Large publishing companies are frustrated and cash-starved, so they will be returning to subscription paywalls out of desperation. The New York Times, the Washington Post, and perhaps the Wall Street Journal have made that transition, but now a host of others are trying to do the same thing – Wired, Bloomberg / Businessweek, New York magazine, and many more. On the one hand, consumers believe they have free alternatives and can avoid the paywalls. The Internet was founded on free information, after all, and the big name content publishers are competing with millions of bloggers and creators. On the other hand, though, we are constantly demanding higher quality content, well-designed pages with immersive fonts, graphics, photos and videos, all of which costs a fortune for content, engineering, and design talent.
In theory, subscriptions can be good for us.
• Ad-supported businesses are constantly engaged in customer acquisition. Those companies are incentivized to provide quantity over quality and to emphasize sensationalism over nuance, since that is most successful at driving clicks and drawing people to websites.
• Subscription-based businesses, on the other hand, focus on customer retention, trying to stay useful, interesting and relevant.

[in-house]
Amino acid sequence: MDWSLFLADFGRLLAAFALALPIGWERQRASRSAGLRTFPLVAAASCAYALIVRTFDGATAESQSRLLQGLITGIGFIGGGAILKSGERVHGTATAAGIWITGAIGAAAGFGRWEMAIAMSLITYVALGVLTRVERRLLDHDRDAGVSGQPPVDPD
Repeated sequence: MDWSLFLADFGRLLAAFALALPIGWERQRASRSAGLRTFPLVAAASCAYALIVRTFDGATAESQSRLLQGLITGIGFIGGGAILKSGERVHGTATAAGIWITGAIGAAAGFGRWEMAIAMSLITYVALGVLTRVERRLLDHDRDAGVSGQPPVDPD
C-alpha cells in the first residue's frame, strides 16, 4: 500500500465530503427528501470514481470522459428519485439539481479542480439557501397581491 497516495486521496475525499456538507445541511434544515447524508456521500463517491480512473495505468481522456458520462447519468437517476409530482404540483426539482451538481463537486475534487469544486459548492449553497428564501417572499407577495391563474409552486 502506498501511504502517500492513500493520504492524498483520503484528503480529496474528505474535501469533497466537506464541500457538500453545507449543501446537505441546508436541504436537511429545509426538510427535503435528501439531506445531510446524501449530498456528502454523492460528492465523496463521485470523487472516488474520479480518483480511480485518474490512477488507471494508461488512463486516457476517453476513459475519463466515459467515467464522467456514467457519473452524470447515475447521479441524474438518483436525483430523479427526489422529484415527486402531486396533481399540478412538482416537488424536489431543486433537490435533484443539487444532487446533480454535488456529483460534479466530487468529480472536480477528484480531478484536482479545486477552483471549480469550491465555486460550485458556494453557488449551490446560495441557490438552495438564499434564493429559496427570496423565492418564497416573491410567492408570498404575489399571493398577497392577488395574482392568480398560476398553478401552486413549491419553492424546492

The theory does not always match the reality. Here’s how a TechCrunch writer expressed his frustration with our subscription obsessed world:
“The burden of subscriptions is rising far faster than consumer incomes. I’m frustrated with this hell. I’m frustrated that the web’s promise of instant and free access to the world’s information appears to be dying. I’m frustrated that subscription usually means just putting formerly free content behind a paywall. I’m frustrated that the price for subscriptions seems wildly high compared to the ad dollars that the fees substitute for. And I’m frustrated that subscription pricing rarely seems to account for other subscriptions I have, even when content libraries are similar.”
Subscription revenue will be the holy grail in 2019. Expect more software, web services, and apps to switch to monthly fees instead of one-time purchases or ad revenue, and expect to see subscriptions for a wide variety of new products unrelated to technology, from toothbrushes to razors.
Our digital world has to be financed. Some businesses will delight us by bundling services; by providing tiered subscriptions that allow us to make informed choices from a range of inexpensive value plans to premium plans for power users; by offering loyalty discounts and offers to subscribers; and by continuing to add value over time. Unfortunately, others will just make content disappear that was formerly available on one service and make it reappear behind a new subscription fee on another service.
Keep an eye on your wallet. Don’t sign up for a new subscription on an impulse. Review your subscriptions regularly and cancel the ones that are seldom used or not valuable (or that had a silent price increase when you weren’t looking).
And expect to feel subscription fatigue. You won’t be alone.